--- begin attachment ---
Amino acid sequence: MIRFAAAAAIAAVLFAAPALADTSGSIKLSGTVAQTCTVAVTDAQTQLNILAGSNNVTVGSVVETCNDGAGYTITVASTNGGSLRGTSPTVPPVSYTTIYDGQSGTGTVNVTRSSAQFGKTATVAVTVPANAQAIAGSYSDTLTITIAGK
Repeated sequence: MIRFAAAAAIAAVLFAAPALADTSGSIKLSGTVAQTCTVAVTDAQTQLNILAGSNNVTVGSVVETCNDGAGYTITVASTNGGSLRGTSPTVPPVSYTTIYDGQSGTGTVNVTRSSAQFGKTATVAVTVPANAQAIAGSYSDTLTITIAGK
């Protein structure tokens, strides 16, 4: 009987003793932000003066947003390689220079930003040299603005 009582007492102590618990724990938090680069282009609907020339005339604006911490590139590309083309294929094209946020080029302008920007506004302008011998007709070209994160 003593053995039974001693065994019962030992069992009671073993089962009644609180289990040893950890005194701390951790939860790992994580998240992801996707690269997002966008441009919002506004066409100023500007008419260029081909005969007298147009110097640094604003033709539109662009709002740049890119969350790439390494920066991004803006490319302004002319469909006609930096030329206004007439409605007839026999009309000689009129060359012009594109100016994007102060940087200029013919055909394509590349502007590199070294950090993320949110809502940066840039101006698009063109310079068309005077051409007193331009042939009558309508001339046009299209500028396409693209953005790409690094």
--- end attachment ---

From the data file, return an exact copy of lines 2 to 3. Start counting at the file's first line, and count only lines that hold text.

Repeated sequence: MIRFAAAAAIAAVLFAAPALADTSGSIKLSGTVAQTCTVAVTDAQTQLNILAGSNNVTVGSVVETCNDGAGYTITVASTNGGSLRGTSPTVPPVSYTTIYDGQSGTGTVNVTRSSAQFGKTATVAVTVPANAQAIAGSYSDTLTITIAGK
């Protein structure tokens, strides 16, 4: 009987003793932000003066947003390689220079930003040299603005 009582007492102590618990724990938090680069282009609907020339005339604006911490590139590309083309294929094209946020080029302008920007506004302008011998007709070209994160 003593053995039974001693065994019962030992069992009671073993089962009644609180289990040893950890005194701390951790939860790992994580998240992801996707690269997002966008441009919002506004066409100023500007008419260029081909005969007298147009110097640094604003033709539109662009709002740049890119969350790439390494920066991004803006490319302004002319469909006609930096030329206004007439409605007839026999009309000689009129060359012009594109100016994007102060940087200029013919055909394509590349502007590199070294950090993320949110809502940066840039101006698009063109310079068309005077051409007193331009042939009558309508001339046009299209500028396409693209953005790409690094």